Those living with a single white parent were as likely to have been given this message as those living with both parents. Slightly less than half thought of themselves as black, rather than 'mixed' or 'brown'. We also found that by no means all - in fact, only two thirds - of the children with two black parents had been encouraged to feel proud of being black.
In many black and mixed families there was a surprising lack of communication about race and racism. It seemed that the less politicised of the parents of whatever colour, the less was the communication on this issue.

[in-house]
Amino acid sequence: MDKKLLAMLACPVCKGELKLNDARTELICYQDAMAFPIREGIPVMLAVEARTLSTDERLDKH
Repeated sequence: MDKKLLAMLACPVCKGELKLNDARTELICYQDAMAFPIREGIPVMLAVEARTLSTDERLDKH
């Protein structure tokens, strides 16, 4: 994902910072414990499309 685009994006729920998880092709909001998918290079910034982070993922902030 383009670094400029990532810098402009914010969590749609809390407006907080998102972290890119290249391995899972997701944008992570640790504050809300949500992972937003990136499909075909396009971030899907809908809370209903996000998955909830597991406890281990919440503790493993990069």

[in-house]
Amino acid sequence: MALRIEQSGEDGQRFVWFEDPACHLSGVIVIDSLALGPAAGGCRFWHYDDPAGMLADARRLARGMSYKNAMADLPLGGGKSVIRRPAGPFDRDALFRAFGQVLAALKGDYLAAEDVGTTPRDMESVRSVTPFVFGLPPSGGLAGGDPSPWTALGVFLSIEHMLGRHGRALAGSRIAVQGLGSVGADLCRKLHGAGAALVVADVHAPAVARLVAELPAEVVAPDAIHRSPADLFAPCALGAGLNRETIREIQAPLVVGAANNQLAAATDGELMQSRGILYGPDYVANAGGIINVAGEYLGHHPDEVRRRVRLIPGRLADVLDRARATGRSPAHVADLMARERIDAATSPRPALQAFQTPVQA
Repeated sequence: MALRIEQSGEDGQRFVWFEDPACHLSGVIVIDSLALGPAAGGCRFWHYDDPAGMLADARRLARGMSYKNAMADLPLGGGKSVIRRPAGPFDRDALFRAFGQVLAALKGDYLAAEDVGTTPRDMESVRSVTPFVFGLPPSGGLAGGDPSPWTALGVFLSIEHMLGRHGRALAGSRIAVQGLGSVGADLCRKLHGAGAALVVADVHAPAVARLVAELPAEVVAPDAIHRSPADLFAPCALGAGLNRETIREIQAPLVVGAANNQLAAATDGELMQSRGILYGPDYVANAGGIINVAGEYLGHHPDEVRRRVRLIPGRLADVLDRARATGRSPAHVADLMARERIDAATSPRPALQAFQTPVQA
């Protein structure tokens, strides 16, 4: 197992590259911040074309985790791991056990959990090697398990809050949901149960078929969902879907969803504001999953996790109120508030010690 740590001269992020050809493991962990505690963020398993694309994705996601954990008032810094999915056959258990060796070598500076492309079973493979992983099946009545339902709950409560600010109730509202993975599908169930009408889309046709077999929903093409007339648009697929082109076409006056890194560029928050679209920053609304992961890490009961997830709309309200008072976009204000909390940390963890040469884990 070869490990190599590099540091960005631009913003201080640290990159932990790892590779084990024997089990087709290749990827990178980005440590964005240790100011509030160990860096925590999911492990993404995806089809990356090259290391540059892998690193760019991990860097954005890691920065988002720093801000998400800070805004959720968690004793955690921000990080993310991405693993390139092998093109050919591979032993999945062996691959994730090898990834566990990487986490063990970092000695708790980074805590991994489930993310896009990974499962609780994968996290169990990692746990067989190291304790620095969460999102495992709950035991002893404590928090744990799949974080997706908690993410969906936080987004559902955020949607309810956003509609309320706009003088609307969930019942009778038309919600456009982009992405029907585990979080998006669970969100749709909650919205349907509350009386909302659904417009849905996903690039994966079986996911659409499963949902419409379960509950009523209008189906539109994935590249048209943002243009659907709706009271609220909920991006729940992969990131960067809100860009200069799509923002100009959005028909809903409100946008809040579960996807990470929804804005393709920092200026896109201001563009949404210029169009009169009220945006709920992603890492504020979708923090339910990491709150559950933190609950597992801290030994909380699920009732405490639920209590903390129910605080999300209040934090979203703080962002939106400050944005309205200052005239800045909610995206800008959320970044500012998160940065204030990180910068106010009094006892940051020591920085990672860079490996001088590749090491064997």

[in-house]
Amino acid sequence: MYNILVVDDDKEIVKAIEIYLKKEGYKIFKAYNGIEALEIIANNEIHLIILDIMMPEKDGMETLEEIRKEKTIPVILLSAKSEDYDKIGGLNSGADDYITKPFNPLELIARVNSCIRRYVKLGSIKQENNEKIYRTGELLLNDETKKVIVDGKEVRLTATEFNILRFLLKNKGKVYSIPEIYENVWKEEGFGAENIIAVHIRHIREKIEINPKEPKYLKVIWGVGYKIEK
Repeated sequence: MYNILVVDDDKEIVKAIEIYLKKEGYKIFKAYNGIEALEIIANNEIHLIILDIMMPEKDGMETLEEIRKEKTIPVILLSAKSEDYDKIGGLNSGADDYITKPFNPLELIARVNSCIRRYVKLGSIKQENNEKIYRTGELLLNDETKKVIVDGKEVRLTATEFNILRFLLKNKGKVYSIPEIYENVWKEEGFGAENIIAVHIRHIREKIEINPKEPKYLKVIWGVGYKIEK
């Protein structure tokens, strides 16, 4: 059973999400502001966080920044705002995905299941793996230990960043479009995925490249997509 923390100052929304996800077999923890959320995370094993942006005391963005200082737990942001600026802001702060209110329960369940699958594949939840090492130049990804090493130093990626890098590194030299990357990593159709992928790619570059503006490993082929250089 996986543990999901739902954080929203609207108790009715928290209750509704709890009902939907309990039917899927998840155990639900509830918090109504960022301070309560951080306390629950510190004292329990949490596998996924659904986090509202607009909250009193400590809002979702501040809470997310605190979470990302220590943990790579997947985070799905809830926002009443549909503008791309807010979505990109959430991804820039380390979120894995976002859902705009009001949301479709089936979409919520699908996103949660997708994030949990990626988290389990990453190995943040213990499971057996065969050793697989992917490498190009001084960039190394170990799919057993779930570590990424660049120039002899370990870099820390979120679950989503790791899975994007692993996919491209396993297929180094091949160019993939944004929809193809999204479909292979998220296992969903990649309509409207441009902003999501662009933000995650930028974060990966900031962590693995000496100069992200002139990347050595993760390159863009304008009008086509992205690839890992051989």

I do not know what evidence Linda Bellos has in mind when she says that 'considerable damage has been done to black children . . . by placing them with white families'. Research carried out in this country as well as in the US shows that such children are likely to do as well as other adopted children. It is true that in adolescence they tend not to have a strong sense of themselves as black, but as indicated above this is true of many mixed-race children living with their own families.
Institute of Education
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